MS Virtual 2020: Biomarkers

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It’s that time of the year again, ECTRIMS in conjunction with its American counterpart, ACTRIMS will now be featured as a virtual conference in the coronavirus era. The program is more streamlined than before, running between Fri, Sep 11 – Sun, Sep 13, 2020.

This year, my focus will be again be on the biomarkers session (Fri, Sep 11) eager to see what’s new and what’s not (so) new.

PS03.02 – MRI Phenotypes and miRNA Signatures in MS

Authors: C. Hemond, B. Healy, S. Tauhid, M. Mazzola, F. Quintana, R. Gandhi, H. Weiner, R. Bakshi

miRNAs effectively silence gene expression.

MicroRNAs (miRNAs) are small, noncoding RNAs (genetic material) that bind to non-translated regions of messenger RNAs (mRNA), ultimately affecting protein generation. Dysregulation of these mRNAs have been linked to autoimmunity. In essence miRNAs can regulate cellular function, and the group here want to check whether there are distinct signatures that correlate with specific changes on MRI.

An important limitation of miRNAs is their stability, and not enough is known about their evolution with the disease from onset to end.

PS03.03 – Biomarkers of neurodegeneration, in particular Tau protein, may predict early disability in Multiple Sclerosis patients.

Authors: E. Virgilio, D. Vecchio, I. Crespi, P. Naldi, R. Cantello, U. Dianzani, C. Comi

Tau like neurofilaments are found in neurones and released during damage. Tau has a niche in neurology as a diagnostic biomarker in Alzheimer’s disease. In MS, findings have been varied sometimes elevated in MS but other times unremarkable. There is even a controversial publication where Tau levels in the cerebrospinal fluid decreased over the course of the disease, reflecting a reduction in neuronal quantity rather than damage. I wander what the findings from this study will be?

PS03.04 – Evidence for infection triggering mechanism in blood transcriptional profile of Radiologically isolated syndrome

Authors: M. Golan, R. Zilkha-Falb, P. Sonis, D. Magalashvili, M. Dolev, S. Menascu, A. Achiron

Radiologically isolated syndrome (RIS) became an entity in demyelinating disorders as more brain MRI’s were performed. RIS defines a cohort of individuals with MRI abnormalities in the absence of symptoms. As an entity RIS cases have a certain degree of risk of developing MS. Epstein-Bar virus (glandular fever) is a risk factor for conversion of the first demyelinating event (clinically isolated syndrome, CIS) converting to MS. It would be interesting to see if the same occurs with RIS.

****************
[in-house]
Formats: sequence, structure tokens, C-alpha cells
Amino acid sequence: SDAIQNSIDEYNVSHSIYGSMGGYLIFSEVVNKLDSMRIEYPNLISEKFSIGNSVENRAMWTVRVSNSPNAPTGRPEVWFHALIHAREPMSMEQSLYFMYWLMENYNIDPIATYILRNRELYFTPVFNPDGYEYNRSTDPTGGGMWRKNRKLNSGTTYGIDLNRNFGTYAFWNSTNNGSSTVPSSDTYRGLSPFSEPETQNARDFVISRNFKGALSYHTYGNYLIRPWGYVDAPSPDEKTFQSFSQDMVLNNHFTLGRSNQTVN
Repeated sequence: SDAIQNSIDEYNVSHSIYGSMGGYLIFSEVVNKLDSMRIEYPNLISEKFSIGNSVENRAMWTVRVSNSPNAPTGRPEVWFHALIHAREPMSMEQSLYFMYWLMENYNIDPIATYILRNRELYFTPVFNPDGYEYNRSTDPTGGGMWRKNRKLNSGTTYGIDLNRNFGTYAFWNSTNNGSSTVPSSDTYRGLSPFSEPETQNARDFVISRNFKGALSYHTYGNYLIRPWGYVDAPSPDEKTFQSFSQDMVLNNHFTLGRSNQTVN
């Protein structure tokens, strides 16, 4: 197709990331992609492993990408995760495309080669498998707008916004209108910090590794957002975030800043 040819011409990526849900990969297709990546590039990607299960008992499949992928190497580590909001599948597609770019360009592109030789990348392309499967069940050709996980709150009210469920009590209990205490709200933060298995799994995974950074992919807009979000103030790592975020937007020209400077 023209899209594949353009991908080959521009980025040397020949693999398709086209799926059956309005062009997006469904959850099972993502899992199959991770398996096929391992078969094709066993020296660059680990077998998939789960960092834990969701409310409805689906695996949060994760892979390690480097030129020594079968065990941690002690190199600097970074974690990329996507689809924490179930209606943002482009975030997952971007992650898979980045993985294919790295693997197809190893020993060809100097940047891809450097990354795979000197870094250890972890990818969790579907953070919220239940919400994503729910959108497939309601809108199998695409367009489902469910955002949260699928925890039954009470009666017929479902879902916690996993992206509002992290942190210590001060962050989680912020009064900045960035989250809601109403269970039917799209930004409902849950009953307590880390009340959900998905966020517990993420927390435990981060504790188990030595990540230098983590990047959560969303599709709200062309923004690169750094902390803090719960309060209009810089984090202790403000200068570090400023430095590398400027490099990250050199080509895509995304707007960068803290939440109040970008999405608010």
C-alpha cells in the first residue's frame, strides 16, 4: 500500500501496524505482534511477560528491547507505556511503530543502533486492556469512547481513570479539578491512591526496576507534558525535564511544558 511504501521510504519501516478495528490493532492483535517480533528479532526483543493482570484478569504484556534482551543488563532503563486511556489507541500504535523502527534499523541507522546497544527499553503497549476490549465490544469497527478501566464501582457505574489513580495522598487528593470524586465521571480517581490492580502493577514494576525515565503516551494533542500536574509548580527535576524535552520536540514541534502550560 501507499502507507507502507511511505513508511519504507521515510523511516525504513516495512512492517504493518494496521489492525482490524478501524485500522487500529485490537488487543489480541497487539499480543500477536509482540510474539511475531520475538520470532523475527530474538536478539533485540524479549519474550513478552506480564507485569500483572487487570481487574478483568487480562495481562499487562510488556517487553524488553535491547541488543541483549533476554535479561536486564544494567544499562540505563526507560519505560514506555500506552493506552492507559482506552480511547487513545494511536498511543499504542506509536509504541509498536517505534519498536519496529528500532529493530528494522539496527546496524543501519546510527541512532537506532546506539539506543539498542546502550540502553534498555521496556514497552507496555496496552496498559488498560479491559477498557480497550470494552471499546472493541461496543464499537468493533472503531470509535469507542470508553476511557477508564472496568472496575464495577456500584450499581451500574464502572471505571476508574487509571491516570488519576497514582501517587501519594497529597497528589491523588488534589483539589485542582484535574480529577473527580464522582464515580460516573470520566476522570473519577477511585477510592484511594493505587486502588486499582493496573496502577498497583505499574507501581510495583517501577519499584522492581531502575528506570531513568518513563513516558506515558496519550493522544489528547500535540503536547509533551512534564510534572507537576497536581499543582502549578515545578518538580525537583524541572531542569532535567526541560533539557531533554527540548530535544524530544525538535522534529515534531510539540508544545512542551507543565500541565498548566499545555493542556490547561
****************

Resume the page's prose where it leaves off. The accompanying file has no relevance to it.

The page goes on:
PS03.05 – Serum glial fibrillary acidic protein, but not S100B or neurofilament light chain predicts future relapses in neuromyelitis optica spectrum disorders

Authors: M. Watanabe, N. Isobe, T. Matsushita, A. Maceski, Y. Nakamura, K. Masaki, J. Kira, D. Leppert, J. Kuhle

Neuromyelitis optica (NMO) is a different entity to that of MS and presentations are clinically more severe with greater levels of morbidity. One of the defining features of NMO is a longitudinally extensive spinal cord inflammation:

Current concept of neuromyelitis optica (NMO) and NMO spectrum disorders |  Journal of Neurology, Neurosurgery & Psychiatry
Radiological findings in neuromyelitis optica (NMO). (A) T2 saggittal MRI of spinal cord in a patient with myelitis and intractable vomiting demonstrates a longitudinal lesion extending from the upper thoracic cord to the medulla (arrows). (B) T1 axial MRI, postadministration of gadolinium in a patient with bilateral optic neuritis demonstrates enhancement of bilateral optic nerves and optic chiasm. (C) T2 fuid attenuation recovery (FLAIR) axial MRI of brain demonstrates signal abnormality (arrow) in the aquaporin-4-rich peri-IIIrd-ventricular diencephalon. (D) T1 axial MRI, postadministration of gadolinium demonstrates multiple areas of patchy enhancement with blurred margin in the adjacent regions (‘cloud-like enhancement’). (E) T2 FLAIR axial MRI demonstrates diffuse cerebral white matter abnormalities suspected in a boy initially suspected to have acute demyelinating encephalomyelitis (ADEM), but who ultimately had a relapsing course, and was found to be NMO-IgG positive. From Lippincott Willliams 2008 (A and B); American Medical Association 2006 and 2008, (C and E). Wiley publishers, 2009 (D).

The underlying pathology in NMO is damage to astrocytes leading to blood brain barrier dysfunction. GFAP and S100B are biomarkers of astroglial dysfunction and combined with neurofilaments (a biomarker of neuroaxonal damage) may be prognostic biomarkers for future disease activity.

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Neuro Doc Gnanapavan

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